## Sets

In Python, a set is an unordered collection of unique elements. Sets are often used when you need to store a collection of distinct items. This section covers the basics of sets and common set operations.

### 1. Creating Sets

You can create a set by enclosing elements in curly braces `{}`

and separating them with commas.

```
fruits = {"apple", "banana", "cherry"}
```

Alternatively, you can use the `set()`

constructor and pass an iterable like a list or tuple.

```
colors = set(["red", "green", "blue"])
```

### 2. Accessing Set Elements

Sets are unordered, so you cannot access elements by index as you can with lists or tuples. Instead, you can check for the existence of an element using the `in`

keyword.

```
fruits = {"apple", "banana", "cherry"}
has_apple = "apple" in fruits # Check if "apple" exists in the set
```

### 3. Modifying Sets

Sets are mutable, meaning you can add and remove elements from them.

To add an element, use the `add()`

method.

```
fruits = {"apple", "banana", "cherry"}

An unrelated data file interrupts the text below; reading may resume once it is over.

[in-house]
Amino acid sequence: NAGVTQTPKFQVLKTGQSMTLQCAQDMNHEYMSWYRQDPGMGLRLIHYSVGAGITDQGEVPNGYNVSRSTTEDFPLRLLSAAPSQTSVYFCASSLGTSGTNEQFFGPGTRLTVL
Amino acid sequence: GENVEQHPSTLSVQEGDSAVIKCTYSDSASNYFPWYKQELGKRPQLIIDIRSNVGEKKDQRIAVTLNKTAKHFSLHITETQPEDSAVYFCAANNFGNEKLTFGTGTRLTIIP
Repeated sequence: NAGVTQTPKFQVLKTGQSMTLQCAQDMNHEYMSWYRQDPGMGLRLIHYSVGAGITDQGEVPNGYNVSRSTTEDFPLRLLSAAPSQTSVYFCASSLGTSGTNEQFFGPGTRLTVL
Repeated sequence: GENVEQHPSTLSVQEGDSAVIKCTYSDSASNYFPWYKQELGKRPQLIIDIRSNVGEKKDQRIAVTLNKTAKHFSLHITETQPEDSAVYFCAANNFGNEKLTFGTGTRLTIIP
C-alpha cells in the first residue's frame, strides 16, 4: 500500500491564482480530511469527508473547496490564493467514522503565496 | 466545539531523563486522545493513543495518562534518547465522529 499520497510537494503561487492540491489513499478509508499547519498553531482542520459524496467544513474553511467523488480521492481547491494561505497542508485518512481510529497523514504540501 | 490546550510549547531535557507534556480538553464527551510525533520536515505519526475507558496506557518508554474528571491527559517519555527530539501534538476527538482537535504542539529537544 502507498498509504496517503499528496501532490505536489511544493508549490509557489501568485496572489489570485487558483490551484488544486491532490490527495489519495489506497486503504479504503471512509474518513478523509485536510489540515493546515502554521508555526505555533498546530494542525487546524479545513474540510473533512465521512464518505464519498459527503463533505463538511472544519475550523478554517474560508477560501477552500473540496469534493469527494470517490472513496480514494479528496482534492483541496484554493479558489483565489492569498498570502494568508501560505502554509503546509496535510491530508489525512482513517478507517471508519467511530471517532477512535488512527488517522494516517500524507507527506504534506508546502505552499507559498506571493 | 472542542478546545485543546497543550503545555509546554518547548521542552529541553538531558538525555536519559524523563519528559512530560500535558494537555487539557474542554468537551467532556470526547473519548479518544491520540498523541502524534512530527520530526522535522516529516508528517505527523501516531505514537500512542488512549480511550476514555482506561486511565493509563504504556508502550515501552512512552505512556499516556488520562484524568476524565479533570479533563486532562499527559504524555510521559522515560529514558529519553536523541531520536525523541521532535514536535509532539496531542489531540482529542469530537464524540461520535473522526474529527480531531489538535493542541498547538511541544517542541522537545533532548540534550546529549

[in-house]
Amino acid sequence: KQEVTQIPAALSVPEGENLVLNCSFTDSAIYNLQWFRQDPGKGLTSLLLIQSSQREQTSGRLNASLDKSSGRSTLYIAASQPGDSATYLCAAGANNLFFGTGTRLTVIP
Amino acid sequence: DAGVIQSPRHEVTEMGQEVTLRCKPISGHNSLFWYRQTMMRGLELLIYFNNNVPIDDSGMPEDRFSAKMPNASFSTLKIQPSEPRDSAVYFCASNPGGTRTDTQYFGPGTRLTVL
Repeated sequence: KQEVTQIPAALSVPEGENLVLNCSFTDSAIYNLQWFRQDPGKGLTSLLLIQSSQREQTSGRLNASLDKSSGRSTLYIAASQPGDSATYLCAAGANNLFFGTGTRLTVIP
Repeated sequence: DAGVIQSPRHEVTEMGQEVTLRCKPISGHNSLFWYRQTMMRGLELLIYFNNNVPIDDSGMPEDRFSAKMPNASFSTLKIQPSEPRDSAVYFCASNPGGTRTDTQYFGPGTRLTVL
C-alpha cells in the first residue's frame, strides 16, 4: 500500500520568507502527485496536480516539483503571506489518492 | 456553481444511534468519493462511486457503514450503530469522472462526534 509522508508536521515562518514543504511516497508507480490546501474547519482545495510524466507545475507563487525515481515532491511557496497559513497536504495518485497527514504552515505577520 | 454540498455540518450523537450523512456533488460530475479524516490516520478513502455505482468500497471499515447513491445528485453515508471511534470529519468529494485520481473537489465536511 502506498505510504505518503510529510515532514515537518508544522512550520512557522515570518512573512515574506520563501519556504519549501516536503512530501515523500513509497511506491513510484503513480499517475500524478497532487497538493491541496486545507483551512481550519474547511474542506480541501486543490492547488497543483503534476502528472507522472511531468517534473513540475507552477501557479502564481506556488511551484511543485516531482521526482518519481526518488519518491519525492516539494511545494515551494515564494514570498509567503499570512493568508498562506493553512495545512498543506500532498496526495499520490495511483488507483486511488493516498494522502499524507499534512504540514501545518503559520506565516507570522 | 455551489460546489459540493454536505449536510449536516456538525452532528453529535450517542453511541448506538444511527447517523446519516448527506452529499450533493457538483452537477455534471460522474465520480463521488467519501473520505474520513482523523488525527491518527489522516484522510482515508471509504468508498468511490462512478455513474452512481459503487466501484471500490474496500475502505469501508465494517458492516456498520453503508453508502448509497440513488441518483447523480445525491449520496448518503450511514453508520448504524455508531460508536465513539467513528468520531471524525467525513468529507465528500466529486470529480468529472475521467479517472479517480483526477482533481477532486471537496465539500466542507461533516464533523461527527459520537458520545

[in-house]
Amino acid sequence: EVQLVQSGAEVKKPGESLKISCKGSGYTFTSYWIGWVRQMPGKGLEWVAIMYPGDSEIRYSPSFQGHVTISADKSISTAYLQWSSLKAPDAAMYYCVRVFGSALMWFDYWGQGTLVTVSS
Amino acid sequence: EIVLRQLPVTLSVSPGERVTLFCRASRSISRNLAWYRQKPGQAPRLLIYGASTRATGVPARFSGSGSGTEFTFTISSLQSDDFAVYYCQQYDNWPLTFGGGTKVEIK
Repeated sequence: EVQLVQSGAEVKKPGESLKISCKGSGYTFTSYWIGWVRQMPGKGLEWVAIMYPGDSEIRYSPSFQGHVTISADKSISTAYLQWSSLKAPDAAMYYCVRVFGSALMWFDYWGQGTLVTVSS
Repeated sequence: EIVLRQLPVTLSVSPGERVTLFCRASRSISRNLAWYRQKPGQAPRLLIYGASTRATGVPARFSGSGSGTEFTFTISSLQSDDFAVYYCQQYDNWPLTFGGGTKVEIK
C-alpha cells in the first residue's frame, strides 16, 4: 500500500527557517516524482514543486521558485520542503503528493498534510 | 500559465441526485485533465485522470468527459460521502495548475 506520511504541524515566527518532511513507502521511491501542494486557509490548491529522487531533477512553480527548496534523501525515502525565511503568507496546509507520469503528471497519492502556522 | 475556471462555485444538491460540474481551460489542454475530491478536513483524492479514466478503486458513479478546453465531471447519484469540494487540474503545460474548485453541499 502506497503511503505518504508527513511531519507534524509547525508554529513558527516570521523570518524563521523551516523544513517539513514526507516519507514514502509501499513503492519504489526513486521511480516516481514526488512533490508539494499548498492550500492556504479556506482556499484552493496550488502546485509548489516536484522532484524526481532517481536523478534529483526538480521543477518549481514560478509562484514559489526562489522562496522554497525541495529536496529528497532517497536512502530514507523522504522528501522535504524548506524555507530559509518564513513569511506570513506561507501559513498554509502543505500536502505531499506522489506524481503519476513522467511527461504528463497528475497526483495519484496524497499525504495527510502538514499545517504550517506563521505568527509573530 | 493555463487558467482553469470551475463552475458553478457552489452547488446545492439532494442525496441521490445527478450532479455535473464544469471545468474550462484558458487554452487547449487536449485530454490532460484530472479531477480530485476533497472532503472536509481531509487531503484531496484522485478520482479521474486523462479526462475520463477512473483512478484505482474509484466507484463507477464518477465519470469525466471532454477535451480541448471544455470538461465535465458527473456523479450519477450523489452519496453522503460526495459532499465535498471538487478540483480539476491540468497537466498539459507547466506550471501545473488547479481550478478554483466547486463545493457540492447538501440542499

fruits.add("orange") # Add "orange" to the set
```

To remove an element, use the `remove()`

method. If the element is not in the set, this method will raise a `KeyError`

.

```
fruits.remove("banana") # Remove "banana" from the set
```

To safely remove an element, use the `discard()`

method. It will not raise an error if the element is not found.

```
fruits.discard("strawberry") # Safely remove "strawberry" (if it exists)
```

### 4. Set Operations

Sets support various set operations, such as union, intersection, difference, and symmetric difference.

```
set1 = {1, 2, 3}
set2 = {3, 4, 5}
union_set = set1 | set2 # Union of sets (combines elements)
intersection_set = set1 & set2 # Intersection of sets (common elements)
difference_set = set1 - set2 # Difference of sets (elements in set1 but not in set2)
symmetric_difference_set = set1 ^ set2 # Symmetric difference (elements in either set, but not both)
```

### 5. Iterating Over Sets

You can loop through the elements in a set using a `for`

loop.

```
fruits = {"apple", "banana", "cherry"}
for fruit in fruits:
print(fruit)
```

Sets are often used when you need to maintain a collection of distinct items or perform set operations like finding common elements between two sets.